Rules of Supplies and Demand
Shopping for back-to-school has much in common with doing homework: The sooner you start, the better it will go.
My first two years of shopping for school supplies, I left it to the last minute. The day before school started, I would stop by a big-box store and choose from the remnants left by the many “on time” parents.
Then I would look for the rest of the items after the first day of school let out and I got out of work. I felt some kinship with the other mothers rushing through the aisles of area pharmacies searching for orange folders, yellow Post-it notes and colored pencils. I felt I had failed at being a “prepared mom.”
Last year I happened to think about school supplies sometime in the second half of August. I was going to a store with a big selection anyway, and I thought, “Hey, I wonder if they have any school supplies out yet?” So with my two lists in hand, I entered the store. A few school items greeted me early on, but the bulk of them was in the back. The mother lode. I had never before witnessed the piles, before they were devoured by the early masses of parents who prepared promptly.
And they were sort of on sale! I picked up the majority of items on the lists. But we didn’t know what individual teachers would require. One had sent a letter in advance. The other sent the list home on the first day of school. So post-Labor Day found me scouring the aisles of several stores in quest of an orange folder. Or was it red? Either way, I could not find one.
Colleagues at work went through their filing cabinets, but no one had an empty red or orange folder. I sent my child to school one folder short and hoped this wouldn’t be the downfall of his or her school career for the year. And he or she (I can’t remember which one) returned home with the right number of folders. The teacher had given my kid a purple folder to fill in for the missing color. Turned out, the child just needed to have different colors. And so another supply search ended. All were happy. And I was done. . . for another year.
Where does one find those supply lists? Did you check the children’s backpacks on the last day of school—or are they still full, sitting at the bottom of a closet? Some lists arrive with a note from the new teacher in August. If not, go to the school’s website and see if a supply list link exists. Lists are usually marked by school grades to give parents a foundation of supplies to acquire. Then individual teachers will make their specific requests, like the elusive red or orange folder.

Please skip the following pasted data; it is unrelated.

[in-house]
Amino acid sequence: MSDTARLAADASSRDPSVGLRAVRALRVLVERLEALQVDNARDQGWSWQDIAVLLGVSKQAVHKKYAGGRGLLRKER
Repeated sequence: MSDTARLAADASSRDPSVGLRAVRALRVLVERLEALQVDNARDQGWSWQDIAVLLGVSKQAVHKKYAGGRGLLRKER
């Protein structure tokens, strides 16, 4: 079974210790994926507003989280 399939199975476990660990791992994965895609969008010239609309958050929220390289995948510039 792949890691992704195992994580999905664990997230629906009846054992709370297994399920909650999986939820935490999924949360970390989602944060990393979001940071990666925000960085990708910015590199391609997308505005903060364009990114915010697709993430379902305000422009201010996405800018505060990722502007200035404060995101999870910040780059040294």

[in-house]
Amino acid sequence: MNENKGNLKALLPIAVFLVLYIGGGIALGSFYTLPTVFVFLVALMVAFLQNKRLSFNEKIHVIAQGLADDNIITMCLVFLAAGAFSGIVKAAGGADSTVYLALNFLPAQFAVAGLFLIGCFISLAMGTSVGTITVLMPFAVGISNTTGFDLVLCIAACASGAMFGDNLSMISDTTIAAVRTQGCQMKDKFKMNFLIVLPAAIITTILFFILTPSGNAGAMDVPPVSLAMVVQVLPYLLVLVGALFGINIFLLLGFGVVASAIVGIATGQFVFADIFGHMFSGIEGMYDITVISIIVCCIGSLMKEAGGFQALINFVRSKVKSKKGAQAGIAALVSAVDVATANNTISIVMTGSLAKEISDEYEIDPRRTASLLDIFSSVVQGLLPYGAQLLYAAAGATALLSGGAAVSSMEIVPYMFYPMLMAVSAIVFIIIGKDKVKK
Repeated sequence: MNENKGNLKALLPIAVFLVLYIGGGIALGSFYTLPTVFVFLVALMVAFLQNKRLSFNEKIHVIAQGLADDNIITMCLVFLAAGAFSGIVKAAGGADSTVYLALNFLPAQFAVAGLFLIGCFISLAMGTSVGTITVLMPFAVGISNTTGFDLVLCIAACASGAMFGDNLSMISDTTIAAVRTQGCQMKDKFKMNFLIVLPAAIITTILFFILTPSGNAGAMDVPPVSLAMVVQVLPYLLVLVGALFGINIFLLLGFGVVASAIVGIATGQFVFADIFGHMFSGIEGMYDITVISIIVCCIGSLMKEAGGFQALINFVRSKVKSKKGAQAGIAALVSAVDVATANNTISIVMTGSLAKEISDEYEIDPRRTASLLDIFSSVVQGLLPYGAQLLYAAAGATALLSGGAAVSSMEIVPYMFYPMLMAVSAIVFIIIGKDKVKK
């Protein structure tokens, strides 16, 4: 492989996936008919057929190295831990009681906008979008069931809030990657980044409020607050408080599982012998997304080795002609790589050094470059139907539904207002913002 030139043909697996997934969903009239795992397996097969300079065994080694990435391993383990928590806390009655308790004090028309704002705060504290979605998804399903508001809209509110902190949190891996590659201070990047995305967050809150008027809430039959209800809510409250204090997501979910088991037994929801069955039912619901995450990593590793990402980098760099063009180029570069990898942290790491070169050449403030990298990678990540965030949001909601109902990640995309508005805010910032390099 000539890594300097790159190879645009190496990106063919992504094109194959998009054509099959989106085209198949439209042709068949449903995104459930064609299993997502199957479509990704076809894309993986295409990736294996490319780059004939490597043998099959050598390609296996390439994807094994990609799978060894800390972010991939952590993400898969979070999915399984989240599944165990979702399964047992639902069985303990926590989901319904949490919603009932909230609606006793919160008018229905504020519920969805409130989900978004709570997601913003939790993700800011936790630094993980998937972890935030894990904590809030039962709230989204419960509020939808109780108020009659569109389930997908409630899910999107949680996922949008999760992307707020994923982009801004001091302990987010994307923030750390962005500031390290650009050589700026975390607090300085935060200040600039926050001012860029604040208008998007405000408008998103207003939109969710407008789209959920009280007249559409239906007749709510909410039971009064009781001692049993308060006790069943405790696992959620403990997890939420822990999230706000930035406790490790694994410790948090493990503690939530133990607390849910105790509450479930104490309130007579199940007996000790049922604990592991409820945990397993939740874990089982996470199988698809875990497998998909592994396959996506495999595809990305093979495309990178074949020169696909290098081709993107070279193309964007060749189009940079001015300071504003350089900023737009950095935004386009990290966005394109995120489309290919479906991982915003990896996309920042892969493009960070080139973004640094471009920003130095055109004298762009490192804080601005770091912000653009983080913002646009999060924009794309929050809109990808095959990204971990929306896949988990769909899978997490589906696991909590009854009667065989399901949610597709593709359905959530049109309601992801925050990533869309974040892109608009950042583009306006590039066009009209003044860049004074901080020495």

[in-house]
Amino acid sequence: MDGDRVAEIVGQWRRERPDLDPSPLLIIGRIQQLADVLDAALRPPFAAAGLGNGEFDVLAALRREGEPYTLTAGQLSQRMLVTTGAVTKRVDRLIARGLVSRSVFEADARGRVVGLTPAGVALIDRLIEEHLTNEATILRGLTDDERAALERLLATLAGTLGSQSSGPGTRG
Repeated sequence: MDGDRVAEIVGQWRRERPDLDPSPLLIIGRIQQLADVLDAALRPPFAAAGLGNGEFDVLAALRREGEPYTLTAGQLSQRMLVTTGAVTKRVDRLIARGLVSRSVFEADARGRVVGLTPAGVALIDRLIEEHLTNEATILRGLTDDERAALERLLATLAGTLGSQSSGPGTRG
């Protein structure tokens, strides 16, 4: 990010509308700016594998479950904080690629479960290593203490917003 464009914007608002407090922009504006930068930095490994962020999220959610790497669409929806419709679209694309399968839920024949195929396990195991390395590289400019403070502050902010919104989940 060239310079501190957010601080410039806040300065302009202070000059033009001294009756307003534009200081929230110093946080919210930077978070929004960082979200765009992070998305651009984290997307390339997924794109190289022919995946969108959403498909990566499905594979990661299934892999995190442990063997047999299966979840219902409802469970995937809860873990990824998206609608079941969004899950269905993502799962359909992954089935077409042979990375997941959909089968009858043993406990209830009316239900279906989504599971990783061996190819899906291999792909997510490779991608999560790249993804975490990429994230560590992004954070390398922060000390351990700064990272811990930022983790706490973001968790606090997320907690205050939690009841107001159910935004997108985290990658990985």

Sometimes I take the kids with me for supplies, sometimes not. When possible, let the child choose: red pencil case or blue? Yellow Post-it notes or green? But I draw the line at most not-on-sale items. The child usually can be distracted by the next item on the list. As they get older, they like carrying their own lists, checking off found supplies and taking them out of the packages, putting them in their backpacks to be ready for Day 1 of school.
When asked how she shops for school supplies, one mother of three laughed. “My kids are in college now,” she announced joyfully. Back in the day, she said, she tried to grab supplies whenever she saw them on sale throughout the year. It’s safer to buy in advance if there are more children who might need/use/require the supplies in the future.
Also, consider the bulk package of three for less than double the price of one package. Your child will lose, I mean use up, a glue stick, sticky notes, pencils, the erasers (even the giant-size ones), and come home asking for more.
I always feel triumphant when I open the “supply drawer” and extract a brand new glue stick in the middle of March. Ha! You know how much warning you’re going to get: one night, unless you don’t hear the request until they’re putting on boots to go catch the school bus. Buy the extra glue sticks; show them who’s the prepared parent this year.
One of my big potential coups this year was letting the children get colored pencils as a souvenir on a family vacation. I mentioned the pencils are for back-to-school, too, and they agreed. Let’s hope they still want to take them come September.
Eileen Gilligan, a mother of two, lives in Baldwinsville.